Children and adults with Cardiomyopathy and ventricular dysrhythmias have a uniformly poor prognosis, despite medical therapy. The use of automatic implantable cardio‐defibrillators in adult patients with medically resistant ventricular dysrhythmias has resulted in a positive impact on survival. Because of its size and former Jack of programmability, the device has been used rarely in children. Four patients with Cardiomyopathy, in whom refractory ventricular dysrhythmias were managed with automatic implantable cardio‐defibrillators, are presented. Two of these children are the youngest and smallest known in whom the device has been used; one of them received the first programmable model. The use of the automatic implantable cardio‐defibrillator may enhance survival in selected young patients.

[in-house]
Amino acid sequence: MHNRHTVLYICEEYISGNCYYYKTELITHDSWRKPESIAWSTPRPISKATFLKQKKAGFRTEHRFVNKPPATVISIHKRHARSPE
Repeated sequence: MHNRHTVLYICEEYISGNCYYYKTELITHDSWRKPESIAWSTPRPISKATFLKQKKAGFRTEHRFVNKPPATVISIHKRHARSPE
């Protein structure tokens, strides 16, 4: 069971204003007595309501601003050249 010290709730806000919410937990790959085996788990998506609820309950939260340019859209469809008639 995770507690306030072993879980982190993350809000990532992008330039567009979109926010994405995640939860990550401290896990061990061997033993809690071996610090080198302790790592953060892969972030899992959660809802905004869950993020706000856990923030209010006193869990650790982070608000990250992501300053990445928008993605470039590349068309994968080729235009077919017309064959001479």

|Original language||English (US)|
|Number of pages||5|
|Journal||Pacing and Clinical Electrophysiology|
|State||Published - May 1990|
- Cardiomyopathy in childhood
- automatic implantable cardio‐defibrillator
- ventricular dysrhythmias